Banana bread is one of those afternoon snacks (or anytime snacks!) that just can’t be beat. It’s sweet, dense, and undeniably delicious.
This recipe makes some healthy swaps, like using maple syrup instead of refined sugar as a sweetener, and the final result is easily the best banana bread I’ve ever had.
How is this banana bread so healthy?
If this is your first time making banana bread, get ready for a real treat!
Banana bread is often considered to be pretty unhealthy. It’s full of sugar and white flour that can spike your blood glucose levels and cause inflammation. But this dish isn’t necessarily “bad” for you if you use the right ingredients. If it’s made using my healthy swaps, it’s actually a nutrient-rich snack.
I call this “healthy banana bread” for a few reasons:
Bananas are loaded with essential nutrients like potassium, magnesium, vitamin B6, and vitamin C. They also contain small amounts of vitamin A and iron.
Instead of massive amounts of butter or vegetable oil, this recipe uses a mix of butter and coconut oil.
It’s loaded with antioxidant-rich spices like cinnamon and nutmeg.
Rather than just using all-purpose flour, this recipe calls for a mix of regular flour and fiber-rich oat flour.
It contains walnuts, which are high in protein and omega-3 fatty acids.
Simply sub a gluten-free flour for the all-purpose flour, and this banana bread is quickly gluten-free (more on substitutions below).
This recipe is *almost* dairy-free and just uses a small amount of butter. If you’re sensitive to dairy, you can sub the butter for ghee, which almost always solves the problem.
Is banana bread good for weight loss? I don’t think any diet plan says to load up on banana bread to lose weight. However, this healthy banana bread can undoubtedly be a part of an overall healthy diet and lifestyle that contributes to weight loss.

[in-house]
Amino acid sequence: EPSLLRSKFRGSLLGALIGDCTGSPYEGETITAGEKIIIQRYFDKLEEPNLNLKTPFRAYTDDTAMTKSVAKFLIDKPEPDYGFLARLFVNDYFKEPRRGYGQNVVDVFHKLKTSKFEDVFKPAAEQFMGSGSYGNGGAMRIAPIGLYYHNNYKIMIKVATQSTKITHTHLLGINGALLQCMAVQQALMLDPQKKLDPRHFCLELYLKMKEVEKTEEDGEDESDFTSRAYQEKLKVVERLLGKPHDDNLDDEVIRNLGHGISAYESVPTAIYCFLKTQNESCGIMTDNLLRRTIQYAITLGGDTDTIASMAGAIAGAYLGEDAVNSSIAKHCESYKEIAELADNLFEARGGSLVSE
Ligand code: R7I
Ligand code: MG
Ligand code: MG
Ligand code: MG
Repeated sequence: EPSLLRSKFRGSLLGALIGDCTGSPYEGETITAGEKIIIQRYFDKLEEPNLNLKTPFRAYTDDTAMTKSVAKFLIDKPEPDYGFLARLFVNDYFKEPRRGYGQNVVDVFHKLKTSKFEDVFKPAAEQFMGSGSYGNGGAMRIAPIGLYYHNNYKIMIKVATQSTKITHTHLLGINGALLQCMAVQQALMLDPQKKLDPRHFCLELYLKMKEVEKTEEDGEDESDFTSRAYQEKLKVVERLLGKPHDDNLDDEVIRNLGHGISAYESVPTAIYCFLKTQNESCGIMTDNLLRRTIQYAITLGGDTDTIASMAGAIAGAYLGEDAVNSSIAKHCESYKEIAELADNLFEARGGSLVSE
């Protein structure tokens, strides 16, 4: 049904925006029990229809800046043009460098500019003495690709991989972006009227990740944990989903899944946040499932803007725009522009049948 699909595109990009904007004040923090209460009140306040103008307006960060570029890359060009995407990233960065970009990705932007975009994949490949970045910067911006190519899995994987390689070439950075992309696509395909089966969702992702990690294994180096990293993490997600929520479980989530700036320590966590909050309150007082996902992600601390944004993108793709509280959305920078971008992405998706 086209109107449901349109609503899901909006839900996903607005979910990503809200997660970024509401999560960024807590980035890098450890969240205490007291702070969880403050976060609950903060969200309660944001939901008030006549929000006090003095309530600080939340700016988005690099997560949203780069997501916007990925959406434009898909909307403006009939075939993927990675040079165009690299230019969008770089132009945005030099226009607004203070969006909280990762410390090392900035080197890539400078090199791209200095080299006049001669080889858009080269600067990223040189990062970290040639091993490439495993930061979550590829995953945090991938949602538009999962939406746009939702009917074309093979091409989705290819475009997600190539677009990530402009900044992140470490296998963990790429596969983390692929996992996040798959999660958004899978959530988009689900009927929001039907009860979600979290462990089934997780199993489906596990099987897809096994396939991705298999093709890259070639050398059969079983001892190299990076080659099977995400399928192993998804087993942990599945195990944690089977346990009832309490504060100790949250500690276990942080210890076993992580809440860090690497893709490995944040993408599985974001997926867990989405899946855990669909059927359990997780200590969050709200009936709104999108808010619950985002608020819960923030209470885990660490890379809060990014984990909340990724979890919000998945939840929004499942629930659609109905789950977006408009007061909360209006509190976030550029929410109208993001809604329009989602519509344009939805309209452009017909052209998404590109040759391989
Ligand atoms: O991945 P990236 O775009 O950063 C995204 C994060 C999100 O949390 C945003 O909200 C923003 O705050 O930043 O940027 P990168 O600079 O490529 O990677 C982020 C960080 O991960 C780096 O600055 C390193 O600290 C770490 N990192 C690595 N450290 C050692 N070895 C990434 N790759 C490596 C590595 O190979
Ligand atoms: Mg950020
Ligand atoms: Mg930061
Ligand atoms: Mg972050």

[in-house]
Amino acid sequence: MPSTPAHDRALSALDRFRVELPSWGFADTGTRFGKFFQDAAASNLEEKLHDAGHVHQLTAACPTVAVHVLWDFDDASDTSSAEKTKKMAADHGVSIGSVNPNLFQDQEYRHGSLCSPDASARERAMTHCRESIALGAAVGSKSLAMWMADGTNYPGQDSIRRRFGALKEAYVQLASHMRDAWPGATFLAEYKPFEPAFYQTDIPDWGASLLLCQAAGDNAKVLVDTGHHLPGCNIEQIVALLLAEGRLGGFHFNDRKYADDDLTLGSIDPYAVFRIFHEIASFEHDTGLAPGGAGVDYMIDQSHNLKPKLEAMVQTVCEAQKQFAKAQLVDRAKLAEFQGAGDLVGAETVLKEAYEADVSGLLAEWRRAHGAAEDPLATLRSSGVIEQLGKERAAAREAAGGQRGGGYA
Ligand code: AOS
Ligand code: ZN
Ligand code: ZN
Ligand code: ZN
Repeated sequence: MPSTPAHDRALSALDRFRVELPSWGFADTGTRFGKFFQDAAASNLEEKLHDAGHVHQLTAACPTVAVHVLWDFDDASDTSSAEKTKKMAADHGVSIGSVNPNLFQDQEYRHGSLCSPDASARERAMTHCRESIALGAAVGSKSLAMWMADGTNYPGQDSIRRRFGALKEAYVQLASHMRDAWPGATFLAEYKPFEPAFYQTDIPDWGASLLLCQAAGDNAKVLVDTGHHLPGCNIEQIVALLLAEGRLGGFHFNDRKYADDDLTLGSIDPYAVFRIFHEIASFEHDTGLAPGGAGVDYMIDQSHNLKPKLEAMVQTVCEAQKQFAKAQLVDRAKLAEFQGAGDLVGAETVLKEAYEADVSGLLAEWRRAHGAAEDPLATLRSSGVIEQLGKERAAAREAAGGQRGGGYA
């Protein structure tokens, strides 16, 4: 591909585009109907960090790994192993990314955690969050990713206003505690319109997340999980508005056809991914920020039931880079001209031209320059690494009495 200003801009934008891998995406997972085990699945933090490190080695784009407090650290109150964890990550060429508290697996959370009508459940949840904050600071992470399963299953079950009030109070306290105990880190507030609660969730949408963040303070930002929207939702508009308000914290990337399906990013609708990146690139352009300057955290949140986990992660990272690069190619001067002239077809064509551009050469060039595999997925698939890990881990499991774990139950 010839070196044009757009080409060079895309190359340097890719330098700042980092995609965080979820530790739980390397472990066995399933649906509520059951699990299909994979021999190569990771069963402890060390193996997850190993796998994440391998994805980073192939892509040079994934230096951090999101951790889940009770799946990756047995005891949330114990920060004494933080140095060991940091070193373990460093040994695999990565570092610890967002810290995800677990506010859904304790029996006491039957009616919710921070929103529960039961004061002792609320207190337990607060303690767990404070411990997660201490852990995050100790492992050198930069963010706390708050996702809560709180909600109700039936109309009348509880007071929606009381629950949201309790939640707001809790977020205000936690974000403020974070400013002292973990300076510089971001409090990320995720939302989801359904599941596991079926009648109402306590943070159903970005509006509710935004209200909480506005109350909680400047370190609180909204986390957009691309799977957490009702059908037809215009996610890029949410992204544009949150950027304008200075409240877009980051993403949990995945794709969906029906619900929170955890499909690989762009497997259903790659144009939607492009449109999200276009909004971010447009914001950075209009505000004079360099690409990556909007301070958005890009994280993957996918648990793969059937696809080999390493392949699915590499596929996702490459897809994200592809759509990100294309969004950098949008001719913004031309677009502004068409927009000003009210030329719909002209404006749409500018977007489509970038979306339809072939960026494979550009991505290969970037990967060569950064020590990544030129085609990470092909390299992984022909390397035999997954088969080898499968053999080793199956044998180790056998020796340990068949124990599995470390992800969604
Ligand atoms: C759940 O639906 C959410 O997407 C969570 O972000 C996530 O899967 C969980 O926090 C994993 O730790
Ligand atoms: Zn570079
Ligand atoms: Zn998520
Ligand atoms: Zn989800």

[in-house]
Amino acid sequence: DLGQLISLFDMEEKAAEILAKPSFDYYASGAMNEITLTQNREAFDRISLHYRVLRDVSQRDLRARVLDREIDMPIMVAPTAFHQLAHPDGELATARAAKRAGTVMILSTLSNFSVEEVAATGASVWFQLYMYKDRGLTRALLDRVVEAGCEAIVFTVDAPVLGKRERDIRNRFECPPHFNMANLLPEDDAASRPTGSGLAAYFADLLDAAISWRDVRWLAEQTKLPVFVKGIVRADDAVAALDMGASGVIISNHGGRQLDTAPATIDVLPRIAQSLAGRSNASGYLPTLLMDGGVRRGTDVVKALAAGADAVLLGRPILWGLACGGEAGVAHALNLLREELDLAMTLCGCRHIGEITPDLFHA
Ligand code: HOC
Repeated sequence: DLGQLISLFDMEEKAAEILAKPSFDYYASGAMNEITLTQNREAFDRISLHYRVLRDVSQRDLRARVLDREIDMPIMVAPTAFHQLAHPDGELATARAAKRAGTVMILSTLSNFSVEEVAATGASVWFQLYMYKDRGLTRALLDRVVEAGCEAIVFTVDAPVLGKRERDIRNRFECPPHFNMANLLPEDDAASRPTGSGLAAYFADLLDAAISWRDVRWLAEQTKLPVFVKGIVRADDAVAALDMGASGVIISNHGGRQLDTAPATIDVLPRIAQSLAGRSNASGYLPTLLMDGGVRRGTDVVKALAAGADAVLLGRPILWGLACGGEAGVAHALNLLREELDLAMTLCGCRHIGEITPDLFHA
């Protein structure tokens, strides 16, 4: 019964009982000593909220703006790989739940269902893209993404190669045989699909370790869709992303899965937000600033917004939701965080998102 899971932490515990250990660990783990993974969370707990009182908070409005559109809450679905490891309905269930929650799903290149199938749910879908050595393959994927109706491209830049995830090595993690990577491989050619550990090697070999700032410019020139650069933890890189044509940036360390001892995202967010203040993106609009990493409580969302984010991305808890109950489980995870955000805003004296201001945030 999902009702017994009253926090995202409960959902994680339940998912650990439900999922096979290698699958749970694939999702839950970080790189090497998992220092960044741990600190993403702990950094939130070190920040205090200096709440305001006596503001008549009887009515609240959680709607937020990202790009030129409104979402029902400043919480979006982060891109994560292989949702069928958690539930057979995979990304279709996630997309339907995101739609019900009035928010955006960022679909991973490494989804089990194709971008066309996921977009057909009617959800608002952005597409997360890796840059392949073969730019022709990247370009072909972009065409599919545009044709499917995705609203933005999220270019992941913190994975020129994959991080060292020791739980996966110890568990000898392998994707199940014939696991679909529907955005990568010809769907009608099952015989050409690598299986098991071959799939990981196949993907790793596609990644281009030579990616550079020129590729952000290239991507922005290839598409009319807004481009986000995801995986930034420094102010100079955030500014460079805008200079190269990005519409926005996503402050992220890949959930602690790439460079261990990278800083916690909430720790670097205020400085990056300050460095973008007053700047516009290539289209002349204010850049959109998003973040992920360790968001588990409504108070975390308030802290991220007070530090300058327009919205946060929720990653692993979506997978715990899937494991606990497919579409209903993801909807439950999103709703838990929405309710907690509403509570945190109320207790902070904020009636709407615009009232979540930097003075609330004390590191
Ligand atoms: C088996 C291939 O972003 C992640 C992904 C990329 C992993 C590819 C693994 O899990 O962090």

Best Flour Options for Banana Bread
I love a mix of all-purpose flour and oat flour in my banana bread because it results in a final product with such an ideal density, moisture content, and flavor profile. The oat flour also gives this banana bread a nice fiber boost.
Instead of all-purpose flour, you could also try one of the following flours in this recipe:
white whole wheat flour
gluten-free all-purpose flour blend
The whole wheat flour offers more fiber and a slightly more earthy flavor. Whichever flour you choose, your final result is sure to be delish.
What’s the difference between banana cake and banana bread? Depending on who you ask, banana cake has similar ingredients to banana bread, but banana cake typically has more eggs, contains buttermilk, and uses only all-purpose flour. The other big difference is that a banana cake is generally topped with frosting.
How to Make This Recipe Gluten-Free
To make this healthy banana bread recipe gluten-free, you can substitute the all-purpose flour for a gluten-free all-purpose flour of your choice. I like the King Arthur Brand Gluten Free Multi-Purpose Flour and get it on Thrive Market.
With zero gluten, this healthy banana bread will be slightly less dense and a bit more delicate. But it will still be absolutely delicious, and you likely won’t miss the gluten one bit.
How to Store Banana Bread